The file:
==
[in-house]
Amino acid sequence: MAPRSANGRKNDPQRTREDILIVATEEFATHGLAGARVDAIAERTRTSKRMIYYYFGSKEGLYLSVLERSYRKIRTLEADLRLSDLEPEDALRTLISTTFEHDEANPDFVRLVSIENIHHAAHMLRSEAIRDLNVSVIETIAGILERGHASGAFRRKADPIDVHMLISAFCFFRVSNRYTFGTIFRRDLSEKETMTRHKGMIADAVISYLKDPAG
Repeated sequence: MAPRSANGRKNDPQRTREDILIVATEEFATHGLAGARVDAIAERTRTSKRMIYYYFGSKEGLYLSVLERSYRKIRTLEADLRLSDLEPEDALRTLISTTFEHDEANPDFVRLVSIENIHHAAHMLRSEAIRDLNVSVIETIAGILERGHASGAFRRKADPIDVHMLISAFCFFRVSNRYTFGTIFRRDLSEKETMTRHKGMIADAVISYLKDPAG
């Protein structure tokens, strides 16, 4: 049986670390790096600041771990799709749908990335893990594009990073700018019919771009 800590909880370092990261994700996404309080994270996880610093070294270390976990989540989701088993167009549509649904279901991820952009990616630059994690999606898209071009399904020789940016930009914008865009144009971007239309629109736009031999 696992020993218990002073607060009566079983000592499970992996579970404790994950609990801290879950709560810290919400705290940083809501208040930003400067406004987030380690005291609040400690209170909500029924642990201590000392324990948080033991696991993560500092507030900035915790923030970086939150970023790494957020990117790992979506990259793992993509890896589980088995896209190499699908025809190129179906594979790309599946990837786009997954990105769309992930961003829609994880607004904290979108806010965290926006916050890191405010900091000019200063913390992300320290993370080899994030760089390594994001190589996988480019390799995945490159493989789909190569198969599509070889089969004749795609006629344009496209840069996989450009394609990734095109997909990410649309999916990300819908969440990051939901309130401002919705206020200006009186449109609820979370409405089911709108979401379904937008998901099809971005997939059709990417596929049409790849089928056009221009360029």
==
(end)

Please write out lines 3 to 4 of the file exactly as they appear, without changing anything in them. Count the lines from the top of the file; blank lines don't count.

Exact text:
Repeated sequence: MAPRSANGRKNDPQRTREDILIVATEEFATHGLAGARVDAIAERTRTSKRMIYYYFGSKEGLYLSVLERSYRKIRTLEADLRLSDLEPEDALRTLISTTFEHDEANPDFVRLVSIENIHHAAHMLRSEAIRDLNVSVIETIAGILERGHASGAFRRKADPIDVHMLISAFCFFRVSNRYTFGTIFRRDLSEKETMTRHKGMIADAVISYLKDPAG
């Protein structure tokens, strides 16, 4: 049986670390790096600041771990799709749908990335893990594009990073700018019919771009 800590909880370092990261994700996404309080994270996880610093070294270390976990989540989701088993167009549509649904279901991820952009990616630059994690999606898209071009399904020789940016930009914008865009144009971007239309629109736009031999 696992020993218990002073607060009566079983000592499970992996579970404790994950609990801290879950709560810290919400705290940083809501208040930003400067406004987030380690005291609040400690209170909500029924642990201590000392324990948080033991696991993560500092507030900035915790923030970086939150970023790494957020990117790992979506990259793992993509890896589980088995896209190499699908025809190129179906594979790309599946990837786009997954990105769309992930961003829609994880607004904290979108806010965290926006916050890191405010900091000019200063913390992300320290993370080899994030760089390594994001190589996988480019390799995945490159493989789909190569198969599509070889089969004749795609006629344009496209840069996989450009394609990734095109997909990410649309999916990300819908969440990051939901309130401002919705206020200006009186449109609820979370409405089911709108979401379904937008998901099809971005997939059709990417596929049409790849089928056009221009360029």